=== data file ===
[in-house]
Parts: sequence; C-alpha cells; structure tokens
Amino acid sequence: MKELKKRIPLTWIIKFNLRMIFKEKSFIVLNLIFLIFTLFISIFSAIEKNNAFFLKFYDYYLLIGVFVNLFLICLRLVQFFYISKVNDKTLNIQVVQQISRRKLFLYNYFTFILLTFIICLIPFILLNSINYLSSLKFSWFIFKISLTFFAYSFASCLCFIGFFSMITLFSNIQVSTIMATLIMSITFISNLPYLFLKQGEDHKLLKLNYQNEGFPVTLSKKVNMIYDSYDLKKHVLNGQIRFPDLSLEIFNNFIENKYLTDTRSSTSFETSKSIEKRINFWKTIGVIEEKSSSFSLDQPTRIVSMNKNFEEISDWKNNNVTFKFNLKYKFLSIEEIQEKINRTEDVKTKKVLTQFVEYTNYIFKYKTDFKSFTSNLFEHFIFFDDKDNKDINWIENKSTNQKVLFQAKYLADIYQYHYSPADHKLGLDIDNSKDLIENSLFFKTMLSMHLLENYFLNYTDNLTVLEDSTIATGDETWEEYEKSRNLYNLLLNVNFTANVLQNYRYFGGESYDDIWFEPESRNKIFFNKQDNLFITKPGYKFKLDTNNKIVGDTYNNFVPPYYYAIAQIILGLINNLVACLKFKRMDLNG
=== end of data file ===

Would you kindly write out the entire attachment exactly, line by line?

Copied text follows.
[in-house]
Parts: sequence; C-alpha cells; structure tokens
Amino acid sequence: MKELKKRIPLTWIIKFNLRMIFKEKSFIVLNLIFLIFTLFISIFSAIEKNNAFFLKFYDYYLLIGVFVNLFLICLRLVQFFYISKVNDKTLNIQVVQQISRRKLFLYNYFTFILLTFIICLIPFILLNSINYLSSLKFSWFIFKISLTFFAYSFASCLCFIGFFSMITLFSNIQVSTIMATLIMSITFISNLPYLFLKQGEDHKLLKLNYQNEGFPVTLSKKVNMIYDSYDLKKHVLNGQIRFPDLSLEIFNNFIENKYLTDTRSSTSFETSKSIEKRINFWKTIGVIEEKSSSFSLDQPTRIVSMNKNFEEISDWKNNNVTFKFNLKYKFLSIEEIQEKINRTEDVKTKKVLTQFVEYTNYIFKYKTDFKSFTSNLFEHFIFFDDKDNKDINWIENKSTNQKVLFQAKYLADIYQYHYSPADHKLGLDIDNSKDLIENSLFFKTMLSMHLLENYFLNYTDNLTVLEDSTIATGDETWEEYEKSRNLYNLLLNVNFTANVLQNYRYFGGESYDDIWFEPESRNKIFFNKQDNLFITKPGYKFKLDTNNKIVGDTYNNFVPPYYYAIAQIILGLINNLVACLKFKRMDLNG